As we watch civility in America decline, most would believe you could find compassion in mothers — yet according to a new report release by C.S. Mott Children’s Hospital National Poll: 

  • 6 in 10 mothers have been criticized about parenting their young child, most commonly by family members.
  • Discipline is the most common topic of criticism, followed by diet/nutrition and sleep.
  • Half of criticized mothers say they avoid people who are too critical.

Most of the mothers in this poll (61%) say they have been criticized for their parenting choices and the majority of the judgmental advice is coming from within their own family. Strangely they receive less critique from friends and peer groups (14%), and even more surprising was social media comments sat low at 7%.

There’s a difference between shaming and constructive comments/suggestions. Since 62% of the mothers believe the advice they received was not helpful, 56% said that they get too much blame and not enough credit for their child’s behavior.

Are adults forgetting the important message of always praising (especially new mom’s) if you also want to give them some of your words of wisdom?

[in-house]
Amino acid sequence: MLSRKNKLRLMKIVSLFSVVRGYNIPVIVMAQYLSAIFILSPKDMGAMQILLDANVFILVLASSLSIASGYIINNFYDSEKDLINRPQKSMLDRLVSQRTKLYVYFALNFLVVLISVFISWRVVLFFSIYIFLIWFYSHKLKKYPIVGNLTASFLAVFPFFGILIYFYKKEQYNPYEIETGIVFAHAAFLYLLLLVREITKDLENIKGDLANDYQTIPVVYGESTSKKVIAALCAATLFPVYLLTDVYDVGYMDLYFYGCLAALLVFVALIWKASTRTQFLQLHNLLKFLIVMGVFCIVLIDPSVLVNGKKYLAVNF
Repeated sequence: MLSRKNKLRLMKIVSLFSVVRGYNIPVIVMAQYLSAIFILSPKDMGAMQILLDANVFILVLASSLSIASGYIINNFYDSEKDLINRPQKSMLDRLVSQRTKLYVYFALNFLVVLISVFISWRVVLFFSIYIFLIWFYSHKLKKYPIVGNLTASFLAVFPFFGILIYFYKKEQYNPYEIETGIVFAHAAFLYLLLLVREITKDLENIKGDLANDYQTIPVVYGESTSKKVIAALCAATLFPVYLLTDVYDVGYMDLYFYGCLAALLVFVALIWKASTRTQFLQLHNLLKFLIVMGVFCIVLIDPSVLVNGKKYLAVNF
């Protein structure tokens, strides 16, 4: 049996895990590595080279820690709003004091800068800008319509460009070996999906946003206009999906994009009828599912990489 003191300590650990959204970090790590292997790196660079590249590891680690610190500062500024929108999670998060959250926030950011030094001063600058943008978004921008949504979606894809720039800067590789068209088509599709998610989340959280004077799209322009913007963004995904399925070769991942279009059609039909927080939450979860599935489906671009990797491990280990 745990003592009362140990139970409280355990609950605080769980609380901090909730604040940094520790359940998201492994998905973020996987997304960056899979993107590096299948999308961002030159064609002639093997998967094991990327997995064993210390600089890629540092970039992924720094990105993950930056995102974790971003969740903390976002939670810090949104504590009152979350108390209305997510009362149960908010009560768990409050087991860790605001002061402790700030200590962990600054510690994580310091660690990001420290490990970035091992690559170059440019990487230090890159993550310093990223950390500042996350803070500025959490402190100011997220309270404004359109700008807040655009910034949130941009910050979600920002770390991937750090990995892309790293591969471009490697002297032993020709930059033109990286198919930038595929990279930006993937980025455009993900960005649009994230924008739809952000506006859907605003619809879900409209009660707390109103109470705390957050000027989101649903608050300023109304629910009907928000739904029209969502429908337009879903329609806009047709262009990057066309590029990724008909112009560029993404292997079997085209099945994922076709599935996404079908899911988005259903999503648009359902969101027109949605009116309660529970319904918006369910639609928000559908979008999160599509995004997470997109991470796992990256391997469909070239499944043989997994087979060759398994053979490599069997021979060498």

Parenting is not easy, and as we discuss in Shame Nation, we now live in a time when every oops moment has the potential to haunt you online and follow you until your child’s graduation. I can’t tell you how many times I’m grateful there wasn’t social media during my child rearing days.

The most debated parenting contention is how to discipline a child (70%). Everyone has their own two-cents to share and I’m sure we were all raised differently with different backgrounds and cultures when it comes to discipline. From spanking vs time-outs, or strict adherence to rules vs allowing space for the child to explore, what each family (parent) expects is their personal preference.

When people say that shaming (insulting), even if it is subtle, doesn’t bother someone, think again. This Mott Poll also confirms what has long been observed in many families: mothers avoid people who are too critical. Decisions about where to spend holidays or who babysits the child may hinge upon the mother’s perception of whether a family member or friend is supportive vs overly critical.

Isn’t it time we start simply be nice to each other?